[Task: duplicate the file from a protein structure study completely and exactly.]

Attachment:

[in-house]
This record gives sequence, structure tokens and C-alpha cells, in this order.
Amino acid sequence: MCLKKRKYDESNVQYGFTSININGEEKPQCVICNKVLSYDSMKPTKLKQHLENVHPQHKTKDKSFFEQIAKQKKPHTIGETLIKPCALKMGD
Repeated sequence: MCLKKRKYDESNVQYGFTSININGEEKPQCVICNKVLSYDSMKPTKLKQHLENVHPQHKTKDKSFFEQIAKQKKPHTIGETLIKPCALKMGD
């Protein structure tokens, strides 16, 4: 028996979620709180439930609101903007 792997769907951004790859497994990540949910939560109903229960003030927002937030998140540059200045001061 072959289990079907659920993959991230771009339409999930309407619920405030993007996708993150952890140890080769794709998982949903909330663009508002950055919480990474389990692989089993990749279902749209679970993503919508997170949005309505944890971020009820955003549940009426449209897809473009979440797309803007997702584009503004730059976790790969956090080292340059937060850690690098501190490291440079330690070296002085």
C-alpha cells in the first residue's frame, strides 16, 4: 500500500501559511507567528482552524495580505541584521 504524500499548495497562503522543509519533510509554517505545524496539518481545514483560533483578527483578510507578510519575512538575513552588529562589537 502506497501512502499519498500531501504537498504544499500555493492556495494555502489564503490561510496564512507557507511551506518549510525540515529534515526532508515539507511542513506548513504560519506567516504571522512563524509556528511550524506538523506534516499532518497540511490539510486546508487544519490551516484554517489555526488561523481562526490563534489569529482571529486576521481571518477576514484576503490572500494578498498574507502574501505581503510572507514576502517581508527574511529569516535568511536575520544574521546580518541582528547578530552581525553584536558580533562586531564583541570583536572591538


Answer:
[in-house]
This record gives sequence, structure tokens and C-alpha cells, in this order.
Amino acid sequence: MCLKKRKYDESNVQYGFTSININGEEKPQCVICNKVLSYDSMKPTKLKQHLENVHPQHKTKDKSFFEQIAKQKKPHTIGETLIKPCALKMGD
Repeated sequence: MCLKKRKYDESNVQYGFTSININGEEKPQCVICNKVLSYDSMKPTKLKQHLENVHPQHKTKDKSFFEQIAKQKKPHTIGETLIKPCALKMGD
């Protein structure tokens, strides 16, 4: 028996979620709180439930609101903007 792997769907951004790859497994990540949910939560109903229960003030927002937030998140540059200045001061 072959289990079907659920993959991230771009339409999930309407619920405030993007996708993150952890140890080769794709998982949903909330663009508002950055919480990474389990692989089993990749279902749209679970993503919508997170949005309505944890971020009820955003549940009426449209897809473009979440797309803007997702584009503004730059976790790969956090080292340059937060850690690098501190490291440079330690070296002085």
C-alpha cells in the first residue's frame, strides 16, 4: 500500500501559511507567528482552524495580505541584521 504524500499548495497562503522543509519533510509554517505545524496539518481545514483560533483578527483578510507578510519575512538575513552588529562589537 502506497501512502499519498500531501504537498504544499500555493492556495494555502489564503490561510496564512507557507511551506518549510525540515529534515526532508515539507511542513506548513504560519506567516504571522512563524509556528511550524506538523506534516499532518497540511490539510486546508487544519490551516484554517489555526488561523481562526490563534489569529482571529486576521481571518477576514484576503490572500494578498498574507502574501505581503510572507514576502517581508527574511529569516535568511536575520544574521546580518541582528547578530552581525553584536558580533562586531564583541570583536572591538